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CenterEdge Software Blog

4 Customer Experience Insights Your FEC Should Care About

Posted by Sherry Howell on Mar 4, 2020 8:00:00 AM

Guest expectations are getting higher every year, which means maintaining high levels of satisfaction can be an increasingly difficult goal to achieve.

Happy Customers

In fact, 54% of consumers expressed having higher expectations for service now than they did a year ago (66% of consumers aged 18-34). That means it’s even more important than ever to be at your customer-service best.

Here are 4 other consumer data points that your FEC should pay attention to – plus other tips to help you grow.

#1. Companies that lead in customer experience outperform laggards by nearly 80%.

If you haven’t bought in to the idea that customer experience matters, this Forbes statistic should probably push you over the edge into believing. With so much competition for your guest’s disposable income, you have to set yourself apart by creating an experience that’s better than everyone else’s.

Consider a process where your team measures key guest experience data points on a weekly basis, such as tracking  survey scores, social media comments and team member shift feedback. This may seem like a daunting task, but the good news is that, according to the same study, 84% of companies who focus on improving service also note increased revenue.

#2. 82% of consumers read local business reviews to decide whether to do business with them.

It’s a no-brainer that consumers need to be able to find your business online, and most want the ability to purchase from you online as well. But this exceptionally high number of consumers reading reviews before deciding to do business with you means you can’t take your online reputation for granted.

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Be sure that that your website is up-to-date, compelling and mobile friendly. Make it easy to do business with you. Don’t forget all those places where people find you online, including Google, Yelp, Facebook and other social media outlets. Your online presence should include updated photos, description, web addresses and relevant contact information.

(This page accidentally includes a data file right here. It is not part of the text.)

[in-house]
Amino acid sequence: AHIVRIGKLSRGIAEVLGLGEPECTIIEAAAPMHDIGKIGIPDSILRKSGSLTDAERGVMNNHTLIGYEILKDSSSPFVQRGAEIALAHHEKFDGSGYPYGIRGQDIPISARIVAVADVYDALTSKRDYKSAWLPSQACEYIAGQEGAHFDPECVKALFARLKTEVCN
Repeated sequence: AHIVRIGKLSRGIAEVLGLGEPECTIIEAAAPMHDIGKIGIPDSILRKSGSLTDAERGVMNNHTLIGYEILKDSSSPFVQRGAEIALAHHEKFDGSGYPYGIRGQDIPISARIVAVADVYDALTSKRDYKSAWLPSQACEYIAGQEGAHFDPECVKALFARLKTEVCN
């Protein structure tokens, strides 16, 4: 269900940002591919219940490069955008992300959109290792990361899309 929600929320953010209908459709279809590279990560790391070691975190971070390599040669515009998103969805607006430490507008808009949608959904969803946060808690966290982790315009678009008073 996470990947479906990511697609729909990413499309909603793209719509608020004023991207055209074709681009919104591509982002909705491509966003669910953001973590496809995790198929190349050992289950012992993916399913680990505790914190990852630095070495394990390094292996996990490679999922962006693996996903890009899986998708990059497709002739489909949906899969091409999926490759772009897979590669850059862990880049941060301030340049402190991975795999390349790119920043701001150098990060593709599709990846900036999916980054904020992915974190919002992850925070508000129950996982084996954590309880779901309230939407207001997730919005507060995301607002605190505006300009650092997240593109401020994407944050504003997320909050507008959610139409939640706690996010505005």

Only 54% of those consumers who avidly read local business reviews are willing to buy from a business with less than a 4-star review, so that means it’s important that you’re focusing on getting (positive) guest reviews as often as possible.

Consider soliciting guest reviews through calls to action on sales receipts, in discussions at the point of sale, at the end of group events or on social media, so that you can show recent, relevant reviews of your current team members and offerings.

#3. The average consumer spends 13.45 minutes reading reviews.

In a consumer economy where attention spans typically last less than ten seconds, capturing your consumers for nearly 15 minutes is staggering. This really highlights the importance you need to place in your online reputation.

You probably spend thousands of dollars in labor hours and fixed costs on your company’s marketing and promotion efforts. But considering how much time a consumer spends reading your ad compared to reading your reviews, you should definitely consider a similar amount of effort towards cultivating your presence online and responding to reviewers because – as we’re about to discuss – it matters.

#4. 97% of consumers consider how a business responds to reviews.

Almost every person who reads your reviews cares about how you respond to them.

We recommend that you thank every reviewer for their feedback (positive or negative). If the review is negative, express empathy and offer to discuss the situation more with a guest by phone or in a private message.

This doesn’t mean that you should capitulate to just any complaint. But showing that you care and that you’re listening and willing to explore an issue further goes a long way in demonstrating your core values.

Southwest Airlines is a great example of this. If you don’t follow them on Twitter, you should. They interact with their community with personality. They are extremely quick to respond, always jump in to get more information privately and, when they’re called out on something a consumer doesn’t like, they express concern for the writer and provide a next step or something else to consider. They never miss an opportunity to strengthen their brand through those interactions, and it’s probably not surprising that they’re ranked among the top in airline popularity and profitability worldwide.

Bottom line, the businesses that will be the most successful in 2020 will be those with a laser focus on their guests’ experiences, and the ones who can keep conversation moving will be the clear winners of the race. But it won’t happen by chance.

Where are you focusing on improving your guest experience? Share with us in the comments or on Twitter.

Topics: Employee Management, Facility Operations